Caring for your Teak
Teak requires very little care and no preservatives or treatments of any kind to protect it from the elements. When left outdoors untreated, natural teak will gradually weather to an elegant silver-grey ‘patina.’ Teak left in this natural state is easily maintained and only requires periodic cleaning.
New teak furniture often appears polished. This is due to natural oils in the wood that come to the surface following the manufacturing process. Once left outdoors and exposed to the sun and rain, this polished finish will fade as the surface oils evaporate.
Natural imperfections, which are inherent properties of the wood, will show over time, further enhancing the beauty of the wood. In humid or wet climates, or after heavy rains, the wood may naturally expand and contract, causing the grain to rise. Small cracks may also develop periodically in the wood, depending on seasonal weather variations. Water spots or other discoloration of the furniture’s surface may be noticed during the initial weathering process.
This, again, is natural as the surface oils evaporate. Don’t worry¬—these spots will disappear over time. These natural imperfections will not affect the strength or the life expectancy of your furniture.
To clean teak furniture, start by rinsing it down using fresh clean water. Using a gentle bristled brush and a solution of 2/3 cup of household detergent and ¼ cup of bleach in 1 gallon of warm water, gently scrub the wet wood in the direction of the grain. This will remove the surface dust and dirt. Rinse the furniture thoroughly and allow it to dry completely.
Once teak wood has been allowed to weather the appearance may be further enhanced by a once annual washing in the spring. We suggest using soapy water or a teak cleaner to remove accumulated dirt.
Should I Oil my Teak?
We do not recommend using teak oil on your outdoor furniture, as it creates unnecessary maintenance and can increase mildew growth and irregular coloring. Treating your furniture with teak oil or other preservatives is not necessary; it is strictly cosmetic and will not extend the life of your furniture.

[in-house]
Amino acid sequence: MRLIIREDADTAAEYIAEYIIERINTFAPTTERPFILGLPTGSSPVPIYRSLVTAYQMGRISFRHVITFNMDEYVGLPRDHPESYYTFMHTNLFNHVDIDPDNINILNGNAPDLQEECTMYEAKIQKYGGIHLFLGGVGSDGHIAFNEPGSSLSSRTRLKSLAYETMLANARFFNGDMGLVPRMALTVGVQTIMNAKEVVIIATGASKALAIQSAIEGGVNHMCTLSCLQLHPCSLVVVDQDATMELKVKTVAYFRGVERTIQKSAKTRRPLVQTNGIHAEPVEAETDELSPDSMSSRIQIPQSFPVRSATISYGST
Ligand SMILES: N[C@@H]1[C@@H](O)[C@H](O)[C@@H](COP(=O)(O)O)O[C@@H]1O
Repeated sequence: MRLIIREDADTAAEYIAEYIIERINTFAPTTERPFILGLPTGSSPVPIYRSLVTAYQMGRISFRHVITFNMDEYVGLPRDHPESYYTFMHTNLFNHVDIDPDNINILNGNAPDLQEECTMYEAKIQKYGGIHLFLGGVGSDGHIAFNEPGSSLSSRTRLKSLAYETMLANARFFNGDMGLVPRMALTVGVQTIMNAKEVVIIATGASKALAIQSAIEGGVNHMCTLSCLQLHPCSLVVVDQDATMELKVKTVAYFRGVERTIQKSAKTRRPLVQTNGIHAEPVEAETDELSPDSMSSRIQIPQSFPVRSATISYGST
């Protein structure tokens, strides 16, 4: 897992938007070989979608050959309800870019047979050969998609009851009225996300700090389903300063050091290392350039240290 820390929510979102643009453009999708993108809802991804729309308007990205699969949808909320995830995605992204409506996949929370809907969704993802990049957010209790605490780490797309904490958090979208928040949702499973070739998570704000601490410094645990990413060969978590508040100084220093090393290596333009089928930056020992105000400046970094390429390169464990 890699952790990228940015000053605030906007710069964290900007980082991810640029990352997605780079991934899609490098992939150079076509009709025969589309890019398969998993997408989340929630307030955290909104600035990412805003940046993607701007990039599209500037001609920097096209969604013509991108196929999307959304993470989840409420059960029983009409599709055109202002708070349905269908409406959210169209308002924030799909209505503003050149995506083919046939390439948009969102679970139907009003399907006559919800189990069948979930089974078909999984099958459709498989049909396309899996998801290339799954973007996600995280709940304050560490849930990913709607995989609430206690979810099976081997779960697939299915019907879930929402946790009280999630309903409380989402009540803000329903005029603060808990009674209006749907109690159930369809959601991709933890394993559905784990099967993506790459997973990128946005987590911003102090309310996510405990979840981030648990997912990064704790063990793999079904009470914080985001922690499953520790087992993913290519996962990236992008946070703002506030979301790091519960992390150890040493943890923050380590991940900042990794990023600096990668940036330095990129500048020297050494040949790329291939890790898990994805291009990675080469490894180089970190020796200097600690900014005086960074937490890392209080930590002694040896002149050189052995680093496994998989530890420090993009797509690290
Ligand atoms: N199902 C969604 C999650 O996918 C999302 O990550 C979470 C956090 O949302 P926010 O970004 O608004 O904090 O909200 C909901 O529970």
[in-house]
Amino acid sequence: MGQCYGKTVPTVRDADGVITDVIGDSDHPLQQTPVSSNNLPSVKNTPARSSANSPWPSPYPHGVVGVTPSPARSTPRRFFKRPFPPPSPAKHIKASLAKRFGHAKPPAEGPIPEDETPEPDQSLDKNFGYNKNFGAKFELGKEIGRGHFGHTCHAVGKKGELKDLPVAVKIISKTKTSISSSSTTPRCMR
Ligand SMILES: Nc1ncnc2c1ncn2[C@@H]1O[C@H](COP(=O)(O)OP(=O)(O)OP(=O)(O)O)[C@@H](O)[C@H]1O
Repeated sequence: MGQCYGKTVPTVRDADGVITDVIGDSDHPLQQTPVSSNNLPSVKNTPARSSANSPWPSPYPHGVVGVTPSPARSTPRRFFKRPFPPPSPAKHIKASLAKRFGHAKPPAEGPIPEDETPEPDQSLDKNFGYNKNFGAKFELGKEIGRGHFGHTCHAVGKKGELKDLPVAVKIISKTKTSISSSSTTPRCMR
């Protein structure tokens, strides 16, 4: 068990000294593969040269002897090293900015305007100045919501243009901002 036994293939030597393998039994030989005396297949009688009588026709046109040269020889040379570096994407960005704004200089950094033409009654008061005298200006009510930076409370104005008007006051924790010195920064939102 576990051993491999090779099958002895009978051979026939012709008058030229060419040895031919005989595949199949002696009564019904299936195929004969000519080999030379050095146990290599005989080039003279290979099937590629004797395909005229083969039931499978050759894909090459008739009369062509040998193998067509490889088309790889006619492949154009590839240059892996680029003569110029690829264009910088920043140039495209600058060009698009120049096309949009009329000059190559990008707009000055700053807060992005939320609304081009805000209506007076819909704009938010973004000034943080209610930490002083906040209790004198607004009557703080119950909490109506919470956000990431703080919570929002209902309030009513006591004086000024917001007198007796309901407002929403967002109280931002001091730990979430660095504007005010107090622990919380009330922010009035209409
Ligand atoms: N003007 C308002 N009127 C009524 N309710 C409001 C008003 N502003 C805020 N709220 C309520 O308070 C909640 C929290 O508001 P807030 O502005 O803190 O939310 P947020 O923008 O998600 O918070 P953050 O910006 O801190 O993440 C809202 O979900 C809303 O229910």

Grease Spot Removal
To remove grease spots, we recommend a de-greasing agent and a gentle bristled brush. Rinse the cleaned areas thoroughly with fresh water.
Teak furniture may be left outdoors uncovered, even during the harsh winter months. However, care measures should be taken to protect against wind and snow loading. If you prefer to store your furniture, it will be more stable in an unheated, dry shed or in a garage. Moving it indoors to a heated dry environment may cause breakage. It may also be covered using a breathable covering that allows for good ventilation. Do not wrap your furniture in plastic or tarps since there will be no air flow and it will cause mildew growth. Do not store your teak furniture on wet ground.
Some pieces of teak furniture have exposed screws which may require tightening. Furniture should be checked from time to time to ensure the screws are snug. Care measures should be taken so as to not under or over-tighten the screws. This regular practice will avoid breakage and maintain furniture stability. This is specifically the case with teak umbrellas.
Cushions and Umbrellas
Before using your furniture for the first time we recommend that you wipe your furniture with a damp cloth to remove any dust remaining from the manufacturing process. Screws should be checked from time to time to ensure they are tightened.
As mentioned above, your new furniture contains natural oil that will rise to the surface following the first few rainfalls. This will continue until the teak has developed its characteristic silver-grey patina. We recommend that you bring your cushions inside to protect them from the rain!
Caring for your Teak